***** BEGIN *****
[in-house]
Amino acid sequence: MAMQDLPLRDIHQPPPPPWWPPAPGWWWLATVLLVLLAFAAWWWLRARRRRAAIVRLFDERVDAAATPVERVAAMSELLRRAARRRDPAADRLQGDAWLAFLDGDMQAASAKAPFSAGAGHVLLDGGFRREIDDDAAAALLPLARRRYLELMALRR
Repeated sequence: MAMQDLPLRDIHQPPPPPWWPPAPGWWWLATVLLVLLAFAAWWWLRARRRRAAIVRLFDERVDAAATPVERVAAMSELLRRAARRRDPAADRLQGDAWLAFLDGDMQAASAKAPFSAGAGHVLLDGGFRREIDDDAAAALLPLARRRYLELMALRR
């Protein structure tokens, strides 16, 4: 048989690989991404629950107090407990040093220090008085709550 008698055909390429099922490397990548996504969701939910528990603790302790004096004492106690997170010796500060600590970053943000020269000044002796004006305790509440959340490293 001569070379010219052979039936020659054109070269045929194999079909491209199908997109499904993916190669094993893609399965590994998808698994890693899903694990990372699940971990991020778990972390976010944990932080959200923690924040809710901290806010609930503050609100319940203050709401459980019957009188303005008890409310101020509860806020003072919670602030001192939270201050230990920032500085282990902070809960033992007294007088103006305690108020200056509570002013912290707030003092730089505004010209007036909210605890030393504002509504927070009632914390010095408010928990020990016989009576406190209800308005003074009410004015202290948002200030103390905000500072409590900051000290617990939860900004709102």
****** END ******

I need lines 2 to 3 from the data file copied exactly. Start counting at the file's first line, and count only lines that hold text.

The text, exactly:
Amino acid sequence: MAMQDLPLRDIHQPPPPPWWPPAPGWWWLATVLLVLLAFAAWWWLRARRRRAAIVRLFDERVDAAATPVERVAAMSELLRRAARRRDPAADRLQGDAWLAFLDGDMQAASAKAPFSAGAGHVLLDGGFRREIDDDAAAALLPLARRRYLELMALRR
Repeated sequence: MAMQDLPLRDIHQPPPPPWWPPAPGWWWLATVLLVLLAFAAWWWLRARRRRAAIVRLFDERVDAAATPVERVAAMSELLRRAARRRDPAADRLQGDAWLAFLDGDMQAASAKAPFSAGAGHVLLDGGFRREIDDDAAAALLPLARRRYLELMALRR